The Science at a Glance
Years of Research
Slow-Wave Sleep: the most restorative part of sleep
Human beings spend about one third of their lives sleeping. This is not an idle time, as often assumed, but a critical opportunity for our body (in particular our brain) to perform "house cleaning" tasks such as getting rid of toxins, strengthening memories and re-organizing and integrating new and old information, which increases creativity and problem solving. As we sleep we cycle through different stages of sleep that correspond to very distinct physiological states with different and complementary functions. The deepest stage of sleep is characterized by special electrical signals generated by the brain called "Slow Waves" because they are slower (around 1 cycle per second or 1 Hz) than the brain waves observed during waking (typically higher than 20 cycles per second).
These Slow Waves are an indication the brain is working in unison and in concert performing important restorative tasks. Hundreds of studies around the world have demonstrated that Slow Wave Sleep (SWS) is implicated in strengthening memory, enhancing the learning process, hormone and cardio-vascular regulation, the flushing of toxins from the brain and optimal mental health. For example; recent studies showed that beta amyloids, involved in Alzheimer's disease are disposed of during SWS. Also, a deficiency in SWS is co-morbid with many mental health conditions as PTSD, depression/anxiety and schizophrenia.
DeepWave Technologies' solution in this important area of human health and performance offers a powerful but non-invasive and natural way to measure and enhance slow wave sleep depth and efficiency. Our research shows that this improvement in SWS depth produces many benefits in particular memory strengthening and cognitive improvement in general.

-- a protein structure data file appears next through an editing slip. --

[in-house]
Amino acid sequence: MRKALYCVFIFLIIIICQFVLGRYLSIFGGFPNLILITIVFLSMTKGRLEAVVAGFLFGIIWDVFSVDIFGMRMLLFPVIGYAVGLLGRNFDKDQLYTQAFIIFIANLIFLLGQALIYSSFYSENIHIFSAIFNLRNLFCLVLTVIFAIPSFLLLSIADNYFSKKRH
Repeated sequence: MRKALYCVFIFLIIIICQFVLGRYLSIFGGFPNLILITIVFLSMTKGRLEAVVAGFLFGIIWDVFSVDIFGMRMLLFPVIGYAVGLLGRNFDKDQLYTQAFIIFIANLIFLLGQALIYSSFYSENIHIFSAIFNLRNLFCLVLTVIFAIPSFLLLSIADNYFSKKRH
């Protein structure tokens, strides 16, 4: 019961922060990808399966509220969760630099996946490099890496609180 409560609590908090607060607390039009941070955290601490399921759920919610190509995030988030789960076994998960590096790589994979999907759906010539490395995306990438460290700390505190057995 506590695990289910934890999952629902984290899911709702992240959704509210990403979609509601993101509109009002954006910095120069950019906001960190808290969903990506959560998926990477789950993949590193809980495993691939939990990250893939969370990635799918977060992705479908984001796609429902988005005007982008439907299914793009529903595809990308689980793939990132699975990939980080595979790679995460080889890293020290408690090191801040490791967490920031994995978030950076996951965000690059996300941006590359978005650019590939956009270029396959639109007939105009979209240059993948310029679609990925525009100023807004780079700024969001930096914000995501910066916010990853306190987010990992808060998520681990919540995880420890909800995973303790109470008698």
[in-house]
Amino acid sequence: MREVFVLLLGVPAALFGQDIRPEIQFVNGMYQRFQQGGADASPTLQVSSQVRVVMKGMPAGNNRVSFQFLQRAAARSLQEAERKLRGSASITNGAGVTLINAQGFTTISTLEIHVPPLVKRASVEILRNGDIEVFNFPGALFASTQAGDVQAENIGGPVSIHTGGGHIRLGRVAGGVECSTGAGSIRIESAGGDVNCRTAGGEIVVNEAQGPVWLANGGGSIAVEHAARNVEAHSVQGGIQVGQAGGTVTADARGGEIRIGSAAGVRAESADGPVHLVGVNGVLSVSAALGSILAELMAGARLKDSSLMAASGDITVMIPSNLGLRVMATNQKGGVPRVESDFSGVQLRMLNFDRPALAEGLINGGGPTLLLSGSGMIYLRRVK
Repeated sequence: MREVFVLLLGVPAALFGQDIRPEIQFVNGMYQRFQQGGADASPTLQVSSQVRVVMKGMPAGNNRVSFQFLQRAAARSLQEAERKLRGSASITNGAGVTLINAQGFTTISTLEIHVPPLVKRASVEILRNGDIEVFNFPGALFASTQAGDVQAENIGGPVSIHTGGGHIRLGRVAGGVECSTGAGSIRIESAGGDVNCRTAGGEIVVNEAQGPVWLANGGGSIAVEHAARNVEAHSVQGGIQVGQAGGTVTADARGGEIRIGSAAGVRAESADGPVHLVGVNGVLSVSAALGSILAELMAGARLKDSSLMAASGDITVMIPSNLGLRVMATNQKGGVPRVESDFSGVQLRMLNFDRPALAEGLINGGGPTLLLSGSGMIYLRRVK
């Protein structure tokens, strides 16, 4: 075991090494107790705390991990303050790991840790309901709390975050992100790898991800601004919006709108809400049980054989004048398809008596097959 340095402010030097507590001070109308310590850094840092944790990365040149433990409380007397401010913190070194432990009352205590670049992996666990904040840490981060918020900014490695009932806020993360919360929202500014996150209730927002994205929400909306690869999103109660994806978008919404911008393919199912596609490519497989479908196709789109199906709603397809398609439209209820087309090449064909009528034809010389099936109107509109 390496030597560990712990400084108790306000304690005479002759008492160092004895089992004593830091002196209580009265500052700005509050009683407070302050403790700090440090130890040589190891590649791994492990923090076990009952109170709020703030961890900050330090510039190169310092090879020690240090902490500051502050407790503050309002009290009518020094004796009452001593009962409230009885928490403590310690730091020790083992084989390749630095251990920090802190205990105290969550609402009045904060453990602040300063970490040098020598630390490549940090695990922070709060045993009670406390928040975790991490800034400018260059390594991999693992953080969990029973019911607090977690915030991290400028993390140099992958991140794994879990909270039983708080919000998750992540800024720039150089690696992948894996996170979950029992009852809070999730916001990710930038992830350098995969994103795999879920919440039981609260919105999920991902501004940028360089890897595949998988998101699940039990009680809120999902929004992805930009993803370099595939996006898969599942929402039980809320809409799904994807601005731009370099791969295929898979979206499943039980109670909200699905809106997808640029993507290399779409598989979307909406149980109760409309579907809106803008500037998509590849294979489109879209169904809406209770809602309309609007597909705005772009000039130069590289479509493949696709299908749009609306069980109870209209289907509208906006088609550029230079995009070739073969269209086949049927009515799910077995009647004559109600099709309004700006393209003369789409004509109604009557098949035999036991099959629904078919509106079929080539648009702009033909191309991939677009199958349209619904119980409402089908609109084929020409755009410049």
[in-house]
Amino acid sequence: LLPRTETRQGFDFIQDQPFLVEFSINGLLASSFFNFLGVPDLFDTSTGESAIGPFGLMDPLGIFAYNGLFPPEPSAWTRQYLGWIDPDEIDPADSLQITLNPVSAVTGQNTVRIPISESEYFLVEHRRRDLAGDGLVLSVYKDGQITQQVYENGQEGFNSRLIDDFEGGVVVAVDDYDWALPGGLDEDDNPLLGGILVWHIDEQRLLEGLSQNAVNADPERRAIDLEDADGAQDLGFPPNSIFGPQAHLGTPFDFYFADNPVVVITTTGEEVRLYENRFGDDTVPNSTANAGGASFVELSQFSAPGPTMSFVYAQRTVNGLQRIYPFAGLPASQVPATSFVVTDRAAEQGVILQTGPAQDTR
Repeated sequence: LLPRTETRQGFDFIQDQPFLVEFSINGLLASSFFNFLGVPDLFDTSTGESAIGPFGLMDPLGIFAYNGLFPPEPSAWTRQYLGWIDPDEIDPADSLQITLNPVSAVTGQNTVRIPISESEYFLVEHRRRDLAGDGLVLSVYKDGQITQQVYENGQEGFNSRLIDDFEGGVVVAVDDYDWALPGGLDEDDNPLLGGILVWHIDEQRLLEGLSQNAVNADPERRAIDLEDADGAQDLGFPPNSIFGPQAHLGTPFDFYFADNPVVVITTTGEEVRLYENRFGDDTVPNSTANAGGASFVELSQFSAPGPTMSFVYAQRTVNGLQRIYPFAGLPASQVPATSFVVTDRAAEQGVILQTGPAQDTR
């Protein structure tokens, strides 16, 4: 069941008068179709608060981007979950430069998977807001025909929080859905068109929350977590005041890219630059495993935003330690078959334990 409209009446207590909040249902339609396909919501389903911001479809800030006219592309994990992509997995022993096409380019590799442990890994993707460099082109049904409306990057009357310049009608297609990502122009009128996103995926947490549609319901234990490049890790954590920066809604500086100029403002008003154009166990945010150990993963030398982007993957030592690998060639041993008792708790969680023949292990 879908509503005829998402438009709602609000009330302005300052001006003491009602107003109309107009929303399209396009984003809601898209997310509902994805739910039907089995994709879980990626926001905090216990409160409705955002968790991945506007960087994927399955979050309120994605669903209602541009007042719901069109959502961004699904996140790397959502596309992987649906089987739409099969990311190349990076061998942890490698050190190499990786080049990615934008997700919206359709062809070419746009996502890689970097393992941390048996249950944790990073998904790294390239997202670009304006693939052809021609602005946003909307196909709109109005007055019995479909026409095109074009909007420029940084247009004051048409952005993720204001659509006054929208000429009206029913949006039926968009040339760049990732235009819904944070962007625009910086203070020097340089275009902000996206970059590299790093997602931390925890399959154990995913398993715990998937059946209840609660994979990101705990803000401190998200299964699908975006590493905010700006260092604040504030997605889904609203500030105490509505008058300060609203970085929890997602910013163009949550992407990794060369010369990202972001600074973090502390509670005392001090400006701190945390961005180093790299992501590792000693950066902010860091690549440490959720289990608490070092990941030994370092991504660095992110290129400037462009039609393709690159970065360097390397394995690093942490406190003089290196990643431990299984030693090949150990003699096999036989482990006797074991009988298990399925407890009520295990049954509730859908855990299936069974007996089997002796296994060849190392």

NEUROSCIENCE OF SLEEP
Non Invasive Brain Stimulation to enhance Slow Wave Sleep
DeepWave Method Paper:
A brain-computer interface could potentially enhance the various benefits of sleep.We describe a strategy for enhancing slow-wave sleep (SWS) by stimulating the sleeping brain with periodic acoustic stimuli that produce resonance in the form of enhanced slow-wave activity in the electroencephalogram (EEG). The system delivers each acoustic stimulus at a particular phase of an electrophysiological rhythm using a phase-locked loop (PLL).The PLL is computationally economical and well suited to follow and predict the temporal behavior of the EEG during slow-wave sleep. Acoustic stimulation methods may be able to enhance SWS without the risks inherent in electrical stimulation or pharmacological methods. The PLL method differs from other acoustic stimulation methods that are based on detecting a single slow wave rather than modeling slow-wave activity over an extended period of time.
Acoustic Stimulation to enhance SWS:
Brain rhythms regulate information processing in different states to enable learning and memory formation. The <1 Hz sleep slow oscillation hallmarks slow-wave sleep and is critical to memory consolidation. Here we show in sleeping humans that auditory stimulation in phase with the ongoing rhythmic occurrence of slow oscillation up states profoundly enhances the slow oscillation rhythm, phase-coupled spindle activity, and, consequently, the consolidation of declarative memory. Stimulation out of phase with the ongoing slow oscillation rhythm remained ineffective. Closed-loop in-phase stimulation provides a straight-forward tool to enhance sleep rhythms and their functional efficacy.
SLEEP AND MEMORY
There is compelling evidence that sleep contributes to the long-term consolidation of new memories. This function of sleep has been linked to slow (<1 Hz) potential oscillations, which predominantly arise from the prefrontal neocortex and characterize slow wave sleep. Our findings indicate that endogenous slow potential oscillations have a causal role in the sleep-associated consolidation of memory, and that this role is enhanced by field effects in cortical extracellular space.
SLEEP AND LEARNING
While asleep, people heard sounds that had earlier been associated with objects at specific spatial locations. Upon waking, they recalled these locations more accurately than other locations for which no reminder cues were provided. Consolidation thus operates during sleep with high specificity and is subject to systematic influences through simple auditory stimulation.